At its most basic, Andrzej Wajda's "Popiol i diament" (called "Ashes
and Diamonds" in English) may seem to be a look at where Poland would
be going after WWII ended. The plot involves young Maciek Chelmicki
(Zbigniew Cybulski), who has helped expel the Nazis from Poland. With
the Soviet Union now taking over the country, he is ordered to shift
his allegiance to them. Through Maciek's acquaintances with communist
leader Szczuka and barmaid Krzystyna (Ewa Krzyzewska), a potentially
explosive situation arises.
If you know nothing about how the movie got made, this seems to be the whole purpose. But there are other points. In a mini-documentary about the movie, Andrzej Wajda and his collaborators explain how the novel on which the movie is based had Szczuka as the main character. Wajda not only moved the focus to Maciek - and gave him sort of a James Dean look - but also stressed the scene where Maciek talks with the man who fought in the Spanish Civil War. Apparently, fighting like the man did is a Polish tradition. Therefore, the film likely appeals to the Poles in almost every way; the perfect Polish movie, if you will.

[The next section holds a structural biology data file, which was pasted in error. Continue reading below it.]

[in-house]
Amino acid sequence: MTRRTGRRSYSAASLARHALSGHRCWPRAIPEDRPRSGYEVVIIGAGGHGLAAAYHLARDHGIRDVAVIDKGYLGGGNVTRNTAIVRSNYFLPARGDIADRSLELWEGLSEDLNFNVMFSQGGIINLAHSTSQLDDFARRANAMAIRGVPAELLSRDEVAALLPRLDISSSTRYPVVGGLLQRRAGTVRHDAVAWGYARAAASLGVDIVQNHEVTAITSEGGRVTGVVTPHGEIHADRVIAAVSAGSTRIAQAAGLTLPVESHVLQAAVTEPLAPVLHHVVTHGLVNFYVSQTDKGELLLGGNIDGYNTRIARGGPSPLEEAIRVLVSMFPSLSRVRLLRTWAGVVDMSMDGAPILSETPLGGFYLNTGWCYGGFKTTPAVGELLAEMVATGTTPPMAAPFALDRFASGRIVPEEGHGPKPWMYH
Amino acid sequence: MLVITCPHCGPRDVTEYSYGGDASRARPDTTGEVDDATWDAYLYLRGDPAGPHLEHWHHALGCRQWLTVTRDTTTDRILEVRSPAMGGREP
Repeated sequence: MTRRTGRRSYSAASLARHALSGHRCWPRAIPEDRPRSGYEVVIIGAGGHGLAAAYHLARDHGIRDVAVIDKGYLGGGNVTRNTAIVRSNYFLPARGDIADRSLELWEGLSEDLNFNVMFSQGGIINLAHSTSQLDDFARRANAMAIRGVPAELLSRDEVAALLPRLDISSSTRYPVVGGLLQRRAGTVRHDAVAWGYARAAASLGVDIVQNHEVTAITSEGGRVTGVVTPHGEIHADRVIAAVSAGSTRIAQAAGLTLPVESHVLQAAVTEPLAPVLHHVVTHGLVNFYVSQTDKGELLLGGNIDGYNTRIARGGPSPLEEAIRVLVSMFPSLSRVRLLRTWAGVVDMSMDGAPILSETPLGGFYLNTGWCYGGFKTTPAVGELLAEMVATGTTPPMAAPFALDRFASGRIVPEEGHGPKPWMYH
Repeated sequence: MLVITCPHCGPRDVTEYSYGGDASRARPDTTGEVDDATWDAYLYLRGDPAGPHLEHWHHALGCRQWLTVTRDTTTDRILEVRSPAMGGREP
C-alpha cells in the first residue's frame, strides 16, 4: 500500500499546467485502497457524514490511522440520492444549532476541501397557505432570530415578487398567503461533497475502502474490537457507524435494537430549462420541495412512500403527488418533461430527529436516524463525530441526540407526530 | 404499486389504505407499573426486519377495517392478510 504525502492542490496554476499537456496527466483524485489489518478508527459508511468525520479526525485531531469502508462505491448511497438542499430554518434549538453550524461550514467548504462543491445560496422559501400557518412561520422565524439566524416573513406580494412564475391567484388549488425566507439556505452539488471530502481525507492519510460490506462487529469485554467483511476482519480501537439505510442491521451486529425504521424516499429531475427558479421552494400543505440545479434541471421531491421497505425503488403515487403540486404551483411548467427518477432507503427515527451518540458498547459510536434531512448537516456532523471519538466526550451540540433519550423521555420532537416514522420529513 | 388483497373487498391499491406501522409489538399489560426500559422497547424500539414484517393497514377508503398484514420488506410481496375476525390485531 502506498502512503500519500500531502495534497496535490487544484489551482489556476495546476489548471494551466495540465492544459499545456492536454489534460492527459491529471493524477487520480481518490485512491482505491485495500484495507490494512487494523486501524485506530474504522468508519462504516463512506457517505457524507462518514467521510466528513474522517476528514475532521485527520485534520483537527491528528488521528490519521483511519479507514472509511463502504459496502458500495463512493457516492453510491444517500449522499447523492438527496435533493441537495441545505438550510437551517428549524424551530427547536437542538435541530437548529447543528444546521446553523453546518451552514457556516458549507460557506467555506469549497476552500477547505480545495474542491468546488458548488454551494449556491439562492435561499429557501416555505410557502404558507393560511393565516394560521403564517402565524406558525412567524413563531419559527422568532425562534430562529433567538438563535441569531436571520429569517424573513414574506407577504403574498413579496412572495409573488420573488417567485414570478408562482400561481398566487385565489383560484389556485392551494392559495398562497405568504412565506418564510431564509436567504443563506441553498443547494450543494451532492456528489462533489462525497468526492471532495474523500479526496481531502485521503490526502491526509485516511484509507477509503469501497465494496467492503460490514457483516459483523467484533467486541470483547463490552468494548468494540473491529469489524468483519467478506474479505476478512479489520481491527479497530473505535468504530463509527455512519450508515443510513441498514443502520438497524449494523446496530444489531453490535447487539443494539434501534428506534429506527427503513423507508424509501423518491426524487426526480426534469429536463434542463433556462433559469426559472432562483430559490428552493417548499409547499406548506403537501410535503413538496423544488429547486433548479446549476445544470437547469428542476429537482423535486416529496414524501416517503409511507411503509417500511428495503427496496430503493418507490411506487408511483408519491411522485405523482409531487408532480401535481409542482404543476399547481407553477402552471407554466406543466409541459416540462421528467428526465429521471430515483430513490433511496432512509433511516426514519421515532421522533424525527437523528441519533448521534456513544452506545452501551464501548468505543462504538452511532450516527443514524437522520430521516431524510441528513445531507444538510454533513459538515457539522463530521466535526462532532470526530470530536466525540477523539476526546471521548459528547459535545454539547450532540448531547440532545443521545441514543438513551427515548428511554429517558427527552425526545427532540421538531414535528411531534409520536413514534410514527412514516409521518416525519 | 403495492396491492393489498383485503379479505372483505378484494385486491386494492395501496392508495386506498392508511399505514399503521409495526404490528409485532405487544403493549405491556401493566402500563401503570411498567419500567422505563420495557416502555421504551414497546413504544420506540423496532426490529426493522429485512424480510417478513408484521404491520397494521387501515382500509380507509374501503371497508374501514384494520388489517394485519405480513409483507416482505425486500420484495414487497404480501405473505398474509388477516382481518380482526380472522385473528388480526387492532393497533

Although I've never seen any of Andrzej Wajda's other movies - hell, I'd never heard of him until the Academy Awards gave him an honorary Oscar - I staunchly recommend this one. One can clearly see how he used the movie to subtly challenge the Soviet domination of his country (of course, they couldn't openly say anything against the USSR). Poland's pro-Soviet government had approved the movie, but didn't want to let it outside Poland. Wajda got some people to smuggle it out of the country, and it reached much of the world. Probably the most amazing scene is the end. I won't spoil the end, but I'll note that blood on a white sheet looks a bit like Poland's flag (a nationalistic statement).